2. don Lamb, December 21, 2018 at 10:37 a.m.

    Glad that MLS's hand is being forced and that this issue appears to be heading toward a resolution...

    Pertaining specifically to Yedlins's case:
    a) Did he pay Crossfire a fee when he was playing there? (The article hints at how the pay-to-play model complicates things relating to the restitution of training compensation fees.)
    b) Why wouldn't Akron be entitled to training compensation and solidarity fees? They provided great facilities, coaching, education, room and board, competition, gear, etc. for two years all when Yedlin was still an amatuer at costs that were likely significantly higher than Crossfire's.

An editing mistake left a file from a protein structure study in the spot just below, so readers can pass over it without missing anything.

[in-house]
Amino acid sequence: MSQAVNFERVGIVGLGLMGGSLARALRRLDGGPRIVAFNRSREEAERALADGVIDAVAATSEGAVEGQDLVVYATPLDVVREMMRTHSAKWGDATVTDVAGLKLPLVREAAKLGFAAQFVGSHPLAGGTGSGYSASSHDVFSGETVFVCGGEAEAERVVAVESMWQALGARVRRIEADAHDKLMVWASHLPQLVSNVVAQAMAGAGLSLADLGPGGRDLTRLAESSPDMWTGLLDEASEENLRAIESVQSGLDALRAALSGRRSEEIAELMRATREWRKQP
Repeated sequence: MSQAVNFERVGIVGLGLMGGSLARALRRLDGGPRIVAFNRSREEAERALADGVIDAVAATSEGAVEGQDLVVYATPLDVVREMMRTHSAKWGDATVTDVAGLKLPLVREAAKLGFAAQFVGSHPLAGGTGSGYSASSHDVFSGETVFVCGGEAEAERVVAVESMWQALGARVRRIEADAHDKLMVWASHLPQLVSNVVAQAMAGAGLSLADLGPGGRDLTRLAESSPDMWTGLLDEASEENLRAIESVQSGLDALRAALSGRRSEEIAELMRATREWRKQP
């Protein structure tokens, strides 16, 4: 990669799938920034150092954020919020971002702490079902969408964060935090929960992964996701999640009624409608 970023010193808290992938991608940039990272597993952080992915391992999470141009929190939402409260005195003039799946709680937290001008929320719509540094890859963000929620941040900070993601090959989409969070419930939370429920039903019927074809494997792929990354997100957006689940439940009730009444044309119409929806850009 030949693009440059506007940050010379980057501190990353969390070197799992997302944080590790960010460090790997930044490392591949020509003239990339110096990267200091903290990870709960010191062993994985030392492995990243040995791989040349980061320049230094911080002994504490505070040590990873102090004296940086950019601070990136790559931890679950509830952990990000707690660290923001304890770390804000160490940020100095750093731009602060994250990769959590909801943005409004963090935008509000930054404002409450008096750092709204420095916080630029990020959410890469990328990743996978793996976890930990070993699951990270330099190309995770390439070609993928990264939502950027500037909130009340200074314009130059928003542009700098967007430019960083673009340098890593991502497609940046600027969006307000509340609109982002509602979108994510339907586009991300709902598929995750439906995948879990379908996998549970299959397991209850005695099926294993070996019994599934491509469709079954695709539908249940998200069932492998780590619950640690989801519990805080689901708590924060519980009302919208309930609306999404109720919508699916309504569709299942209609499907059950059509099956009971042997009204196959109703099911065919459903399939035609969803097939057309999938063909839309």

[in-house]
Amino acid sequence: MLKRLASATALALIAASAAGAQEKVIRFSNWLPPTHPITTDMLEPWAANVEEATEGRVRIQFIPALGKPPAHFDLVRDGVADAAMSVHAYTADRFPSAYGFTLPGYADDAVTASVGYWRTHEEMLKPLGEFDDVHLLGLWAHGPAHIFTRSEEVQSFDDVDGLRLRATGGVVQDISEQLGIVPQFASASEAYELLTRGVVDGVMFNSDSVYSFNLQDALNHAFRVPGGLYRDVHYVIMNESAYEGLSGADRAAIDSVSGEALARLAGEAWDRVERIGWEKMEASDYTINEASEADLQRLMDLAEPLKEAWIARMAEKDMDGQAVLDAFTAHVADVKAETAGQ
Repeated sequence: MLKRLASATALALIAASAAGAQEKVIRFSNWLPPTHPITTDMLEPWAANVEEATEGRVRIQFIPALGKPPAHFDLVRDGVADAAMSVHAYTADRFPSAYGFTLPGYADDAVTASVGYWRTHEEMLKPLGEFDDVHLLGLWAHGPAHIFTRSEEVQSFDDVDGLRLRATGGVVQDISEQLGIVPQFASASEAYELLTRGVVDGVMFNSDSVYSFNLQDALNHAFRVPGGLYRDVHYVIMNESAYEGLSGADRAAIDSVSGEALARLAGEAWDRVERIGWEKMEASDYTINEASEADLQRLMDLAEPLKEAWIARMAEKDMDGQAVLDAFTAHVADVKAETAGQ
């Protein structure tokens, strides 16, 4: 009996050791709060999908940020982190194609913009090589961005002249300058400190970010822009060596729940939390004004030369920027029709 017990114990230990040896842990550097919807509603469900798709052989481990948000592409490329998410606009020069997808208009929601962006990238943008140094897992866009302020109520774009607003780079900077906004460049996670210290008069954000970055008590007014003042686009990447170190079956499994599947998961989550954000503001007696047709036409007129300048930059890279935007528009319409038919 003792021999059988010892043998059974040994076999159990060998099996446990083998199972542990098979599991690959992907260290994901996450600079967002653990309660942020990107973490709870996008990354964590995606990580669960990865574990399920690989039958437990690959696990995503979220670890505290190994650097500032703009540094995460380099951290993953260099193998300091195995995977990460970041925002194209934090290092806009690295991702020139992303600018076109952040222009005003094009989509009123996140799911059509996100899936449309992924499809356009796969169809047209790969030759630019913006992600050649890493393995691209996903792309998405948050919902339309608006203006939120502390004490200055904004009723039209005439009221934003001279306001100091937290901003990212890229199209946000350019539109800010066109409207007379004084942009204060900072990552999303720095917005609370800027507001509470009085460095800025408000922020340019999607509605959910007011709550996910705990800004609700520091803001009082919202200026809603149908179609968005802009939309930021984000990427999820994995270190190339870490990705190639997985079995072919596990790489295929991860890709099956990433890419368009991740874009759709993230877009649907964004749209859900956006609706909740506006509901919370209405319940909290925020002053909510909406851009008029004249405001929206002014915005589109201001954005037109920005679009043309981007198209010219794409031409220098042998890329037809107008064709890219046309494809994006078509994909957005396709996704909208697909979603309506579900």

3. Wooden Ships replied, December 21, 2018 at 2:19 p.m.

    Goodness Don, don’t bring the NCAA into this. Besides, that relationship is tit-for-tat. 

  4. don Lamb replied, December 21, 2018 at 3:12 p.m.

    If we're going to talk about compensating entitities that train amatuer players and help them on their path to becoming pro free of charge, why exclude NCAA teams where the team not only allows them to play for free but also provides much more than just training? Is the club scenario not also tit-for-tat?

  5. Wooden Ships replied, December 21, 2018 at 8:11 p.m.

    I, futuristic looking, don’t want to see college as a soccer training entity. For the time being, the women will benefit and their game will probably always need universities. The men’s side needs to move away from the traditional sports and their path. It’s too late at that age to develop what’s needed professionally. I coached in college, not enough time, too many restrictions and diversions.